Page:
(Information by Peter Kessler, with additional information from Responses of Amazonian ecosystems to climatic and atmospheric carbon dioxide changes since the Last Glacial Maximum, Francis E Mayle, David Beerling, William D Gosling, & Mark B Bush (Philosophical Transactions: Biological Sciences, 359 (1443), 2004), from The Horse, the Wheel, and Language: How Bronze-Age Riders from the Eurasian Steppes Shaped the Modern World, David W Anthony, from Land-Use Conflict and the Rate of Transition to Agricultural Economy: A Comparative Study of Southern Scandinavia and Central-Western Korea, Kim Jangsuk (Journal of Archaeological Method and Theory, 2003), and from External Links: Japan-Guide.com, and Ancient History Encyclopaedia, and Early Jomon hamlet found (The Japan Times, 1997).)

c.14,500 BC

The 'Incipient Jomon Period' lasts until 5000 BC. Pots are hand-made, without the use of a wheel, and with rounded bottoms. They are used to cook in the open, supported by a pile of stones or sand. This form of pottery is amongst the oldest-known in the world.

c.5000 BC

Beginning around this time - during the 'Early Jomon' of 5000-3000 BC - the Jomon adopt a more sedentary lifestyle. A shift to drier conditions occurs across northern latitudes at the end of the Holocene Climactic Optimum (circa 7000-3000 BC) which benefits many early cultures. They settle into villages, some of which are quite large - the largest is known to cover about forty hectares (a hundred acres) and has a population of about five hundred.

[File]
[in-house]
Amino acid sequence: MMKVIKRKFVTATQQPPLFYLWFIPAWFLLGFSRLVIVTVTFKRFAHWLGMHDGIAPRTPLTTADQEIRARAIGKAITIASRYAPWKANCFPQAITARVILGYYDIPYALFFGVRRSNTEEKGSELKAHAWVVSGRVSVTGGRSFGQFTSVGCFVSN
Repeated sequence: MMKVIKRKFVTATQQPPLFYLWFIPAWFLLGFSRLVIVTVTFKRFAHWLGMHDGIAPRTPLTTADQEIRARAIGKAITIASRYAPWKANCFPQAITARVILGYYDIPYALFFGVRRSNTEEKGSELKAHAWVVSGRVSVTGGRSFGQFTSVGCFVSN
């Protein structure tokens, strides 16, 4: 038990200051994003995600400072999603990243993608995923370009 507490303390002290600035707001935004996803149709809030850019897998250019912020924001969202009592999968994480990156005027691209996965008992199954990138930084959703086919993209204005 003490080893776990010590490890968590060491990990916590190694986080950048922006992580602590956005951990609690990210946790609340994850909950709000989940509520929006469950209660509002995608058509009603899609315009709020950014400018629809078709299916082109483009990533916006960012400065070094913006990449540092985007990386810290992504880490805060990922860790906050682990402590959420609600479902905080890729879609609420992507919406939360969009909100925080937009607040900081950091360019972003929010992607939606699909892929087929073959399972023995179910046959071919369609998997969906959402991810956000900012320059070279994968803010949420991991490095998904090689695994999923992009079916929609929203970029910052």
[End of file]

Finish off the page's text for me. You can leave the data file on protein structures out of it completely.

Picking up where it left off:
Early Jomon pot
This 'Early Jomon' pot dates to around 5000 BC, with Jomon pottery perhaps being amongst the world's oldest forms of pottery (disputed, but the argument certainly has favourable radiocarbon dating to support it)

The inhabitants of villages near the sea continue to rely heavily on fishing while those inland still follow a forager lifestyle. The initial simple shelters soon develop into pit houses that are built around a central fireplace. The main structure is supported by pillars and accommodates around five people. Despite this sedentary move, the Jomon are sometimes forced to move by the climate. Colder periods require proximity to the sea, as evidenced by much larger mounds of shells and fish bones found there in comparison to warmer periods when the settlement pattern shows a shift towards a greater number of inland sites in order to take advantage of the flourishing flora and fauna.